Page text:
- Legal discrimination complaint, ethics complaint filed in Scott City government (3/22/17)11
- Business notebook: Cape native goes from farm to mobile-food operation (3/20/17)1
- Mall aboard: Future requires evolution at West Park Mall (3/24/17)7
- Former Scott City administrator: 'I was forced to resign' (3/21/17)6
- Triplett manslaughter case set for July 2018 (3/21/17)2
- Former Southeast softball coach sues Board of Regents; seeks damages and her job back (3/23/17)11
- Two people found dead in Advance house fire (3/21/17)
- Two local lawmakers back charter school bill; Perryville lawmaker objects to measure (3/19/17)22
- Two Cape men charged with second-degree murder of Grandi (3/21/17)2
- Cairo man pleads guilty to bank murders (3/17/17)1
U.S. and major allies pledge coordinated financial attack
AP Economics WriterWASHINGTON (AP) -- The United States and its major allies agreed Tuesday to produce a coordinated plan to freeze assets of terrorist organizations and pledged in a joint statement to leave no stone unturned in the effort.
"Since the attacks we have all shared our national action plans to block the assets of terrorists and their associates. We will integrate those plans and pursue a comprehensive strategy to disrupt terrorist funding around the world," the group said in a joint statement.
The declaration from finance ministers from the world's seven richest countries followed by a day orders issued by President Bush to freeze financial assets in the United States belonging to Osama bin Laden and 26 other people and groups suspected of funding terrorists.
The joint statement was issued after Treasury Secretary Paul O'Neill conducted a telephone conference call with other finance ministers in the Group of Seven countries.
The G-7 nations -- the United States, Japan, Germany, Britain, France, Italy and Canada -- said they planned to continue their discussions at a meeting of finance ministers and central bank presidents from their countries to be held in the United States in early October.
Japanese officials told reporters in Tokyo that the meeting was expected to be held Oct. 6 in Washington.
The joint statement said that while the Sept. 11 terrorist attacks will delay the U.S. economic recovery, the finance ministers declared that "our economic policies and fundamentals remain strong and we expect a near-term return to sustained economic growth and stable financial markets."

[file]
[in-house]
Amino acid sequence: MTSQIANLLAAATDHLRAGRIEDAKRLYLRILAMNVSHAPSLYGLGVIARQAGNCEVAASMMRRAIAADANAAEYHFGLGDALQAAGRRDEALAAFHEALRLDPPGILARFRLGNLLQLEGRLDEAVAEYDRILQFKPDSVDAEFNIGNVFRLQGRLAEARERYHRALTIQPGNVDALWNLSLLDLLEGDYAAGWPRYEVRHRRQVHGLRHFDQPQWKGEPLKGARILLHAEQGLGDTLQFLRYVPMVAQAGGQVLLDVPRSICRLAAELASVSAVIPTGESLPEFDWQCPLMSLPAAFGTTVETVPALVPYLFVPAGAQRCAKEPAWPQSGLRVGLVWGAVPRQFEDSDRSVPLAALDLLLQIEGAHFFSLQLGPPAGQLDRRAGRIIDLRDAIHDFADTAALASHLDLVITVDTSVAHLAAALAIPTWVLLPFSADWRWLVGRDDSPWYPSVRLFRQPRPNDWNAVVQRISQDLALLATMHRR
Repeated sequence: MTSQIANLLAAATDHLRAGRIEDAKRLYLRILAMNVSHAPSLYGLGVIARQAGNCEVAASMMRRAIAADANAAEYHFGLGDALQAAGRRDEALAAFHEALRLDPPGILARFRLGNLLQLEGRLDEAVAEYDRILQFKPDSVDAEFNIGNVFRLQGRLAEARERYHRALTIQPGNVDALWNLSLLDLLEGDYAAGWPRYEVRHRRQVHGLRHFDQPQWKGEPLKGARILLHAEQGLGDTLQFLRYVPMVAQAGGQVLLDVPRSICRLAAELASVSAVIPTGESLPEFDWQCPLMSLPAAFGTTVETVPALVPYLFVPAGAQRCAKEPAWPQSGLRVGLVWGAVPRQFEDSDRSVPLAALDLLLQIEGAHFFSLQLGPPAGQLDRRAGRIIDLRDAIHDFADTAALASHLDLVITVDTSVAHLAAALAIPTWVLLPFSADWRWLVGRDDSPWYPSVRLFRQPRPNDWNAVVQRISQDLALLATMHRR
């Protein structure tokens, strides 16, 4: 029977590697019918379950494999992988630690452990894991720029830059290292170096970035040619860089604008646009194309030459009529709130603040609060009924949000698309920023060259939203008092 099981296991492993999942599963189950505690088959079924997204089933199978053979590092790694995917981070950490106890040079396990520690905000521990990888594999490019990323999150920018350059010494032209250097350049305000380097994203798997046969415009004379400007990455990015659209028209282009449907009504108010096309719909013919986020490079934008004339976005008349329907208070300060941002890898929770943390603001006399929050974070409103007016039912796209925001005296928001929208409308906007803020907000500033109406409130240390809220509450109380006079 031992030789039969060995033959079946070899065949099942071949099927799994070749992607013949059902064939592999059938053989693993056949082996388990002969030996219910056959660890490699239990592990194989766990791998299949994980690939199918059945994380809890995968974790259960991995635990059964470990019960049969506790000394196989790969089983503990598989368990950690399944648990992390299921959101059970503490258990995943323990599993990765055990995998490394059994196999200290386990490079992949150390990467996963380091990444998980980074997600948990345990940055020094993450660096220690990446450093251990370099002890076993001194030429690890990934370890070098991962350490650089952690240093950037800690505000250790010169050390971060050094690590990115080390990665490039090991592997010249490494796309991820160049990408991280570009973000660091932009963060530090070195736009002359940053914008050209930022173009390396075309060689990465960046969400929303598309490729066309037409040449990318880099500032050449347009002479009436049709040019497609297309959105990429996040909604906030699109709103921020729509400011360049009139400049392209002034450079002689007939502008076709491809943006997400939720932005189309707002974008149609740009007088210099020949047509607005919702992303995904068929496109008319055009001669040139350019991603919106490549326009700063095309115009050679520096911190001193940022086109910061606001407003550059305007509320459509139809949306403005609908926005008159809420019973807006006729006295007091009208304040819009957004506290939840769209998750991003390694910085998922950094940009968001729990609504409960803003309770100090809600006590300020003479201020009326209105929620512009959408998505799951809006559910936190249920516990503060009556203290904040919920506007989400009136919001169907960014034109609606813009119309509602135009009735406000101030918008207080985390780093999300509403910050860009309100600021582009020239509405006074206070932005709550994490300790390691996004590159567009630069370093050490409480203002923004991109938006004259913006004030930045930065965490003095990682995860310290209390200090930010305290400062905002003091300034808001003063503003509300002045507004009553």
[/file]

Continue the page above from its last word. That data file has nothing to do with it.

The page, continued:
The statement expressed support for the actions taken by individual countries in recent days to disrupt terrorist financing and called on all nations to join in the effort.
The financial officials pledged to more vigorously implement U.N. sanctions against terrorist financing and said that the whole issue would be incorporated into studies under way on how to improve the functioning of the global economy.
"We will meet in the United States in early October to review economic developments and ensure that no stone gets unturned in our mutual efforts to wage a successful global campaign against the financing of terrorism," the finance ministers said.
Bush in his order Monday said foreign banks that did not cooperate could have their own transactions in the United States blocked.
By cutting off funds to terrorists, the Bush administration hopes to choke off financial support for bin Laden, the prime suspect in the Sept. 11 terror attacks.
In the conference call, Japanese Finance Minister Masajuro Shiokawa briefed his counterparts on Japan's decision Saturday to freeze financial assets of organizations with suspected terrorist links, an official of the Finance Ministry told reporters in Tokyo.
The G-7 officials had originally been scheduled to meet in Washington on Sept. 28 before the annual meetings of the International Monetary Fund and the World Bank. However, that session was canceled after the IMF and World Bank meetings were called off in the wake of the attacks on the World Trade Center and the Pentagon.